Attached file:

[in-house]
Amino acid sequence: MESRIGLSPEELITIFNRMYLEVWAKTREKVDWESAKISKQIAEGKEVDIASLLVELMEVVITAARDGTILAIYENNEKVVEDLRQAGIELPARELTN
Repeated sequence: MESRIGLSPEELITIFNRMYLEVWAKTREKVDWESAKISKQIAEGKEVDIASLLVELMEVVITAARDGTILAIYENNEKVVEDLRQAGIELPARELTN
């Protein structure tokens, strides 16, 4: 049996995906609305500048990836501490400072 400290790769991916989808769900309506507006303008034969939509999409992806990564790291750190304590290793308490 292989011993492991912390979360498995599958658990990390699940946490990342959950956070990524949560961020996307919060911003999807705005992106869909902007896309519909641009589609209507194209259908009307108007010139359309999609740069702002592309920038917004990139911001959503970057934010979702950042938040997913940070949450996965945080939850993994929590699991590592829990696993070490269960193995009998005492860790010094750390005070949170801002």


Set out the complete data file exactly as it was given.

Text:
[in-house]
Amino acid sequence: MESRIGLSPEELITIFNRMYLEVWAKTREKVDWESAKISKQIAEGKEVDIASLLVELMEVVITAARDGTILAIYENNEKVVEDLRQAGIELPARELTN
Repeated sequence: MESRIGLSPEELITIFNRMYLEVWAKTREKVDWESAKISKQIAEGKEVDIASLLVELMEVVITAARDGTILAIYENNEKVVEDLRQAGIELPARELTN
């Protein structure tokens, strides 16, 4: 049996995906609305500048990836501490400072 400290790769991916989808769900309506507006303008034969939509999409992806990564790291750190304590290793308490 292989011993492991912390979360498995599958658990990390699940946490990342959950956070990524949560961020996307919060911003999807705005992106869909902007896309519909641009589609209507194209259908009307108007010139359309999609740069702002592309920038917004990139911001959503970057934010979702950042938040997913940070949450996965945080939850993994929590699991590592829990696993070490269960193995009998005492860790010094750390005070949170801002």